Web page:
The multi-ethnic boom has occurred deep in the heart of a state that has often seemed to regard conservatism, and Texas identity, as an element of religion.
The state’s Republican leadership has helped lead the fight this year not only on sanctuary cities, but to defend President Trump’s order on border security and immigration enforcement. Texas went to court in 2015 to successfully block expanded deportation protections for young “Dreamers” and their parents who brought them here illegally.
Yet demographic experts say the Houston metro area, home to the third-largest population of undocumented immigrants in the country — behind New York and Los Angeles — is a roadmap to what U.S. cities will look like in the coming decades as whites learn to live as minorities in the American heartland.
Census projections have opened a window into the America of 2050, “and it’s Houston today,” said Stephen Klineberg, a sociology professor at Rice University.
One street tells the traditions of several continents.
Along Hillcroft Avenue, in the Mahatma Gandhi District, Indian restaurants share space in a plaza with Consultorio Medico Hispano — a health clinic — and Crystal Nightclub, a Latino dance club that draws an LGBTQ crowd.
Further down the street, Sweet Factory, which sells pastries from the Middle East, edges up to a store that helps immigrants ship boxes home to relatives in Guatemala, Honduras and El Salvador. Refugees from Iraq, Afghanistan and Eritrea shop at a flea market where the vendors primarily speak Spanish.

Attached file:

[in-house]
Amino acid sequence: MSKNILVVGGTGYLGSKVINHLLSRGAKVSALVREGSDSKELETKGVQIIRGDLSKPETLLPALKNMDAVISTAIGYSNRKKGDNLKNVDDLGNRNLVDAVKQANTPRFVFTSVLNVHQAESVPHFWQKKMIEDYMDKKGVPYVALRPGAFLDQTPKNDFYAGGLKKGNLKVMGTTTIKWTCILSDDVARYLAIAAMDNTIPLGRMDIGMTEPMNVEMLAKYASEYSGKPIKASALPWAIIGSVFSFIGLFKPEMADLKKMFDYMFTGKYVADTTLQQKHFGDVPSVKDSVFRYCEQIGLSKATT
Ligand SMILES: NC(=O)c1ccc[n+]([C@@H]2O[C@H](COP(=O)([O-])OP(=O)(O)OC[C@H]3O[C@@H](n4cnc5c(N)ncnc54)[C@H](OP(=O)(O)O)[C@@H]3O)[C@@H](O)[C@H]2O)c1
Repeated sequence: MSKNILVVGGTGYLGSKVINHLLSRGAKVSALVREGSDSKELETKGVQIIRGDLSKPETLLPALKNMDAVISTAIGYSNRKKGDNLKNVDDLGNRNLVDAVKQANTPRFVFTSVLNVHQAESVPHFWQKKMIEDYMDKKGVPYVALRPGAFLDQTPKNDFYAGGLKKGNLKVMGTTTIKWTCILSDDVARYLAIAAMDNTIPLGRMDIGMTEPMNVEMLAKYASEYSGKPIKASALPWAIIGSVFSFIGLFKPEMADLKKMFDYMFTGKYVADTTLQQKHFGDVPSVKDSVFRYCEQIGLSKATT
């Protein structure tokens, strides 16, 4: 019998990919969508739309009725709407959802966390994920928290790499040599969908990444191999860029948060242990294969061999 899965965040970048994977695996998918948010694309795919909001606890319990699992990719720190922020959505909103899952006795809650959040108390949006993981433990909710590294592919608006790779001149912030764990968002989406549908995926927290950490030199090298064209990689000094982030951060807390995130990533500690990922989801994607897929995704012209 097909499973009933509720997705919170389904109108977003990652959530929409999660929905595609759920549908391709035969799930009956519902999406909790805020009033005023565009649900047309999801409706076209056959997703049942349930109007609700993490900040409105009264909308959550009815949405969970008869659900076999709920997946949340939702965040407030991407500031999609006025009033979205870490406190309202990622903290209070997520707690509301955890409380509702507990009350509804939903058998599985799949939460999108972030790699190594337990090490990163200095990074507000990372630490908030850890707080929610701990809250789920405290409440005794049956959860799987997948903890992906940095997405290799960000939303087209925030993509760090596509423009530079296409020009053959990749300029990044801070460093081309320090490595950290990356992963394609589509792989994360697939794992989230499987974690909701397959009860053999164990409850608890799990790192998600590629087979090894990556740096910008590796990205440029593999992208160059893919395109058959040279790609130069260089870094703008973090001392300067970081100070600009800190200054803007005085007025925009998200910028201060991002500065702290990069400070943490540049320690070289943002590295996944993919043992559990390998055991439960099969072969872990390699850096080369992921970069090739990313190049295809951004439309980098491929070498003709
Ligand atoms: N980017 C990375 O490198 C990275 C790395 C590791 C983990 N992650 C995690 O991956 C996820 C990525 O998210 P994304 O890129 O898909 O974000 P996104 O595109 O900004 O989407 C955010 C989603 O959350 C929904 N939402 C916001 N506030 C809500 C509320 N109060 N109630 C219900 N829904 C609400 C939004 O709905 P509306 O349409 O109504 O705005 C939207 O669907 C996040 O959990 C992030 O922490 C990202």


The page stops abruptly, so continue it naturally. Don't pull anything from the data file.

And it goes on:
In 1970, about 62% of Houston’s population was white. By 2010, that had shrunk to 25.6%. Over the same period, the Latino population grew from 10.6% to about 44%.
From 2000 through 2013, the Houston metropolitan area’s immigrant population grew at nearly twice the national rate.
And it’s only going to become more pronounced. In Harris County, of which Houston is the county seat, 51% of all those under the age of 20 are Latinos, and 19% are African American.
Turner’s face smiles down from posters across the city that feature the word “welcome” in 32 languages.
When the Trump administration threatened to withhold federal funding to cities that don’t cooperate in enforcing immigration laws, the mayor had a quick response:
“I know there are a lot of families and children who are afraid and worried right now about what might happen to them. I want them to know that Houston is, and always has been, a welcoming city, where we value and appreciate diversity,” Turner said in a statement. “HPD is not the Immigration and Naturalization Service. We don’t profile, and we are not going to start profiling people to determine whether they are here illegally.”
He admits his words may buck the prevailing headwinds in a state where authorities made it difficult for immigrants in the country illegally to get birth certificates for their U.S.-born children.
“Do we find ways to get along? Yeah. Do we disagree in our philosophy? Yeah,” Turner said. “But we live in a very changing, fluid, dynamic society and Texas is no different.”